And the denial of these victories is what the attractiveness of Rovelli's book seems to be all about. I am sorry but many of these victories are absolutely unquestionable and most of what Rovelli calls "Dawkins' arrogance" is fully justified by the facts.

The title of the book is mostly right – at least sometimes, reality is not what it seems (to a naive would-be scientist). But the title fails to mention that reality is not what it seems to an artist, a philosopher, or a preacher, either. In fact, these three employees in the humanities are usually further from a proper understanding of reality than a scientist, even a rather naive one. Also, Rovelli uses the "journey to quantum gravity" in the second part of the title but he fails to mention that none of his papers has ever moved us a Planck length closer to the correct understanding of quantum gravity.

Also, the review in the Guardian makes it clear that Rovelli repeatedly emphasizes the uncertainty that science brings – or that survives after the scientific research. The uncertainty is always there but that's not such a big issue. Science still often implies that one answer to a question about Nature is vastly more likely than another answer. And for a scientist, this insight matters – it's the kind of an insight that science brings us and the reason why we study science at all. Rovelli's overstated notion of uncertainty is one that quantifies the probabilities of the two answers to any Yes/No question to be 50%-50% forever. But that's not what science does. Science typically tells us that the odds are 99.9999% vs 0.0001% or even more extreme – and these odds are much closer to the certainty than to the complete uncertainty.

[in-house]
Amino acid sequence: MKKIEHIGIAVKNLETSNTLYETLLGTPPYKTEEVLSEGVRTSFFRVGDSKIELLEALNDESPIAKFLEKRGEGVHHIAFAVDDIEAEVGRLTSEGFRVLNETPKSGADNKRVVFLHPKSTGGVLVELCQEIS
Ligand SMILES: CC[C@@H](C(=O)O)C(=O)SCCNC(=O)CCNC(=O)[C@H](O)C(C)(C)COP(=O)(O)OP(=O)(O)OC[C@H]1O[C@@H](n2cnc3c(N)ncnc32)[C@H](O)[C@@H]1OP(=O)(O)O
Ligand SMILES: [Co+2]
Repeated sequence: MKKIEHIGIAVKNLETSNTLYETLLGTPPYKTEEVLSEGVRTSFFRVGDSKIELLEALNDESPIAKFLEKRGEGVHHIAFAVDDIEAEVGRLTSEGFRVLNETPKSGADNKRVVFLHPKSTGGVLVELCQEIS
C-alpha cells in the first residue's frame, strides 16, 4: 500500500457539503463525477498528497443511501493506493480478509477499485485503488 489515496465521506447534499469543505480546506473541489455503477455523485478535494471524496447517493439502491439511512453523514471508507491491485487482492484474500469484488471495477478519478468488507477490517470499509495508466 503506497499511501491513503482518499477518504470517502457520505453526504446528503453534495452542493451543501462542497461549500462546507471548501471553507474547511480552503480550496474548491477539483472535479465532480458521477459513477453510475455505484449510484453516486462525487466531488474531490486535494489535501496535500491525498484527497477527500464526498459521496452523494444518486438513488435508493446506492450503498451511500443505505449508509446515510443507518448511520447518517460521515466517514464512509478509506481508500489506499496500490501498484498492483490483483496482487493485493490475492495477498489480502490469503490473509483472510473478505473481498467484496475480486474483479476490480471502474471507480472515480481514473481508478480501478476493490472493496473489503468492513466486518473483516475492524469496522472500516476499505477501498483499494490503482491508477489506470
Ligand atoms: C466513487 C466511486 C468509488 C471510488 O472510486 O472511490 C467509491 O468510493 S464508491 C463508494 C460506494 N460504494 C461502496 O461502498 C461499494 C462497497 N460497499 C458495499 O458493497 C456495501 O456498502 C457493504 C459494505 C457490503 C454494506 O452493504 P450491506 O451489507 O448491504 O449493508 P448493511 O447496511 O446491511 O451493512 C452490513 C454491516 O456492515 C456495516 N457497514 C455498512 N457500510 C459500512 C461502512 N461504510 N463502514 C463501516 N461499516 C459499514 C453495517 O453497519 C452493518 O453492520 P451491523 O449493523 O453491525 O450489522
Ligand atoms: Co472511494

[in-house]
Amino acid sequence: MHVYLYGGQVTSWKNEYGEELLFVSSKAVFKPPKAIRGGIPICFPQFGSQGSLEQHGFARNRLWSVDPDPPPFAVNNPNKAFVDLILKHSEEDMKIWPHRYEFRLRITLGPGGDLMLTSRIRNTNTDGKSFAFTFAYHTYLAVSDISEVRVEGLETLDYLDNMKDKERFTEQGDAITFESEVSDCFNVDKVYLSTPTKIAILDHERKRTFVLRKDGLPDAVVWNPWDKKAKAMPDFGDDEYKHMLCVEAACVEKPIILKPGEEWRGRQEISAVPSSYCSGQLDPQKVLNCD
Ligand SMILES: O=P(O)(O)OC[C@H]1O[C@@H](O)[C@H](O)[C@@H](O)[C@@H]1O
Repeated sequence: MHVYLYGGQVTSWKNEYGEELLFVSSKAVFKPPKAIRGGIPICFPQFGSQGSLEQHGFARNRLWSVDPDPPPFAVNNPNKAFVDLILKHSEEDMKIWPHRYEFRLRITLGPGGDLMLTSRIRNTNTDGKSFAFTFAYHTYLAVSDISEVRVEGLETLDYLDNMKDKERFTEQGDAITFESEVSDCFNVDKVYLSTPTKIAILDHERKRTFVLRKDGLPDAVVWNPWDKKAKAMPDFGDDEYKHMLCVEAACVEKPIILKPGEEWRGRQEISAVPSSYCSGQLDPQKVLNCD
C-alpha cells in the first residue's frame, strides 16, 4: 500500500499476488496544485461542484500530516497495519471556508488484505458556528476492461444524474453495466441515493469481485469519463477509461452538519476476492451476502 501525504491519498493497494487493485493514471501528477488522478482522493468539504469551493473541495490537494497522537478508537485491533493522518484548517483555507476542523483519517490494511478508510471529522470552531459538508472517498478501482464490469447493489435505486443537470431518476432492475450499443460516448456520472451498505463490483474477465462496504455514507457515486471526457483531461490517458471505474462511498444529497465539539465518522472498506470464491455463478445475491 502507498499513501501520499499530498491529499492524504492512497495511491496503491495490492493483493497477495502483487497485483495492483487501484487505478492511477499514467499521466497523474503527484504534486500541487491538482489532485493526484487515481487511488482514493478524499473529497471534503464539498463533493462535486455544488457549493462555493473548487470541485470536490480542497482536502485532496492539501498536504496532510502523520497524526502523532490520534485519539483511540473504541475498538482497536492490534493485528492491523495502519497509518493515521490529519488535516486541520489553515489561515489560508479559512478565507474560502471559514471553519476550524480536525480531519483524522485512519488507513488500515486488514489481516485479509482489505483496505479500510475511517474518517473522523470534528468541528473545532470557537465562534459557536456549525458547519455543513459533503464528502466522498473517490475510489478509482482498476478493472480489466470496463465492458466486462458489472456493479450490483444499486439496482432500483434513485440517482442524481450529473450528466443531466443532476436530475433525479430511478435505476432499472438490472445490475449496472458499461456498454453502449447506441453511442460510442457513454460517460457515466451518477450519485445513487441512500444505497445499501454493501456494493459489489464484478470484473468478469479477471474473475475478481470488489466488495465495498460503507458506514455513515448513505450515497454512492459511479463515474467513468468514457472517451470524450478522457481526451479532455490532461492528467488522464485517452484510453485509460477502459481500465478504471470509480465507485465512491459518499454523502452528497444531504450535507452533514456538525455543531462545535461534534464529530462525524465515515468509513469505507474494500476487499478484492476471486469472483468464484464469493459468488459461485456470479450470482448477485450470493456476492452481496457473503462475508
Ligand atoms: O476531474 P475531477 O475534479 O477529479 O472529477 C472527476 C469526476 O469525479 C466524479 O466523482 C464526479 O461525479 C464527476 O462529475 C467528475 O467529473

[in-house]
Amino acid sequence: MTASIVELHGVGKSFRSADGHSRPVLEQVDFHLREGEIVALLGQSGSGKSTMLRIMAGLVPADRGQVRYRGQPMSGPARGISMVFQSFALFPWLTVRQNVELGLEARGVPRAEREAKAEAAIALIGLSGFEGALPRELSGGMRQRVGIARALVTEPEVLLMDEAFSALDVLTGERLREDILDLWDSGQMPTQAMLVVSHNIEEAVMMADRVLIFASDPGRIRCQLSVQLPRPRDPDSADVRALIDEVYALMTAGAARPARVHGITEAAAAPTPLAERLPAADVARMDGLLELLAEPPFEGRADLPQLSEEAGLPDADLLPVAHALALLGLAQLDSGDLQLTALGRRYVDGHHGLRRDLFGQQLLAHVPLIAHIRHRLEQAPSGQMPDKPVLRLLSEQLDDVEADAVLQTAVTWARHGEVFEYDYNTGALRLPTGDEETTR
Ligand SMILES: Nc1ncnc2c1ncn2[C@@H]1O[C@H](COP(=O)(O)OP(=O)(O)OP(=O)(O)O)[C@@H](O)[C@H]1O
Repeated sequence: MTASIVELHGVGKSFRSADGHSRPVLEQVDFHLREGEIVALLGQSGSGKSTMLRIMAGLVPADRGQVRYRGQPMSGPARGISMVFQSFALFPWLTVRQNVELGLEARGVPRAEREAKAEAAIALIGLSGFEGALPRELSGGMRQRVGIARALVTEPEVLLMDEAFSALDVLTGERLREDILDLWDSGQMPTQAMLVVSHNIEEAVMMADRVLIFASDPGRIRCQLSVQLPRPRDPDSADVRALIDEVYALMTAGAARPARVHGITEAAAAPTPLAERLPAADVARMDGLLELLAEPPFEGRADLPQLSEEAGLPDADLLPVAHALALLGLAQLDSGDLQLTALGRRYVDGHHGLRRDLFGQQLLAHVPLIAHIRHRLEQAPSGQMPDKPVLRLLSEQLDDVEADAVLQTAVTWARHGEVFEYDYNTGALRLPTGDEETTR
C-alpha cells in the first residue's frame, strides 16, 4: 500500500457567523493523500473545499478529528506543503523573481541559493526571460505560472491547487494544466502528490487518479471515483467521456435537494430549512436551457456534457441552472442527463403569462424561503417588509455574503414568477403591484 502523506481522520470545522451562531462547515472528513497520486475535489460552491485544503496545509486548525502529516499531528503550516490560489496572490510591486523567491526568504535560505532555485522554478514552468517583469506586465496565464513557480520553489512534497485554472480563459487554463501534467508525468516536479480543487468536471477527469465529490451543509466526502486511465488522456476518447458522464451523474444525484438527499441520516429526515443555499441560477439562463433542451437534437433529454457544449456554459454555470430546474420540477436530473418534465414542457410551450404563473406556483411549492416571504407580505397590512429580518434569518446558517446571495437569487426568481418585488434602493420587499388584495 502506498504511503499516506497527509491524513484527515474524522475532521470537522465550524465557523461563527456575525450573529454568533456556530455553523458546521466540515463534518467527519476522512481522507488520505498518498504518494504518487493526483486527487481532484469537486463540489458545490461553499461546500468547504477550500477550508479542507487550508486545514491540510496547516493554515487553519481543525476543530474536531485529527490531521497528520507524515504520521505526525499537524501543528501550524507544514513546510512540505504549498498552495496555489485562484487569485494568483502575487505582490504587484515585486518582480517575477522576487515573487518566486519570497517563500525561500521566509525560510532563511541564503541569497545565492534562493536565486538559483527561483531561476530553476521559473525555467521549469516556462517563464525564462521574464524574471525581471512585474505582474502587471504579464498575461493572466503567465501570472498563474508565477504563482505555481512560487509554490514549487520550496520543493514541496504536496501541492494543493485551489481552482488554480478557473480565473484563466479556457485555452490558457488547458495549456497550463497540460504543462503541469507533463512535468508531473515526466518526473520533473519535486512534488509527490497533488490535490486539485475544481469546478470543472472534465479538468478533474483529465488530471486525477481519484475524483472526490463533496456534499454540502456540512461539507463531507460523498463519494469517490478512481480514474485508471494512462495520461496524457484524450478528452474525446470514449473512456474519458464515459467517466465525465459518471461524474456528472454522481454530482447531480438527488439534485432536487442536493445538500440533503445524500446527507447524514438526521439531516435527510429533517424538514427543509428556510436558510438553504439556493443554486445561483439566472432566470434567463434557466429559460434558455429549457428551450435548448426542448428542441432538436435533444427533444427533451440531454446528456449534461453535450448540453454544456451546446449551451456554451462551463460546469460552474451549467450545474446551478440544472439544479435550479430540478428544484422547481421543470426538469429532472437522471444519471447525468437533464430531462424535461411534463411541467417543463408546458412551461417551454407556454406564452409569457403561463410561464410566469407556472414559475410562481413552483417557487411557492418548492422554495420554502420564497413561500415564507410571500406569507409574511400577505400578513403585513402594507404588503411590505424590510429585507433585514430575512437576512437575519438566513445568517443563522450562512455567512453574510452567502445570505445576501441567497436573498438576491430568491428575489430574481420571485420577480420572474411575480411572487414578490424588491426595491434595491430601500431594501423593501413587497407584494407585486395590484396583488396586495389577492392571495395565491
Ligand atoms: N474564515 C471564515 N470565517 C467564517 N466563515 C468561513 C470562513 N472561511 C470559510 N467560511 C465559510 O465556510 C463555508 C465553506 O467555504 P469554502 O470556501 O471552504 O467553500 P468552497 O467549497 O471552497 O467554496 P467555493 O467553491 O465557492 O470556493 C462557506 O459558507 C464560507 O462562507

Every book that oversells the uncertainty in science – and Rovelli's book is almost certainly an example of those – is basically claiming that 0.0001% is the same thing as 50%. But it's not. Science would indeed be meaningless if 50%-50% were the only possible odds that could come out of the research. But it's not meaningless. Science has allowed us to be "virtually certain" about many rather well-defined insights and it's too bad to deny this fact. Science (and also quantum mechanics in particular!) decides questions by generating probabilities between 0% and 100%. But the rational reaction to these numbers should be qualitatively similar as the reaction to the answers that are always either 0% or 100%, No or Yes. Even when the answers are probabilistic, we are still learning something from science (and quantum mechanics). Rovelli seems to misunderstand this elementary point – or at least encourage the misunderstanding among his readers.